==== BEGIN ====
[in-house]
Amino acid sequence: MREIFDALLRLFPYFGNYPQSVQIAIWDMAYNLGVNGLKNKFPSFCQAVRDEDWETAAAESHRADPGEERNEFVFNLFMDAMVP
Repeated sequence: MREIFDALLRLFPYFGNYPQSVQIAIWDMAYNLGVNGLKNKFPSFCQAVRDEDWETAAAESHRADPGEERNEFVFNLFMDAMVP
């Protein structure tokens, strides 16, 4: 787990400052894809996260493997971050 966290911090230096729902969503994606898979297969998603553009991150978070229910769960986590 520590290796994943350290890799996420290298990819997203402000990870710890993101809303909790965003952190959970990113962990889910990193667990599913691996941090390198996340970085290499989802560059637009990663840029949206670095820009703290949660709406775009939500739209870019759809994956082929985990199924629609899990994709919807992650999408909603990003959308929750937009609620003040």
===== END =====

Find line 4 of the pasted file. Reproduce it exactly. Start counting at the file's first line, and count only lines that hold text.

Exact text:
């Protein structure tokens, strides 16, 4: 787990400052894809996260493997971050 966290911090230096729902969503994606898979297969998603553009991150978070229910769960986590 520590290796994943350290890799996420290298990819997203402000990870710890993101809303909790965003952190959970990113962990889910990193667990599913691996941090390198996340970085290499989802560059637009990663840029949206670095820009703290949660709406775009939500739209870019759809994956082929985990199924629609899990994709919807992650999408909603990003959308929750937009609620003040």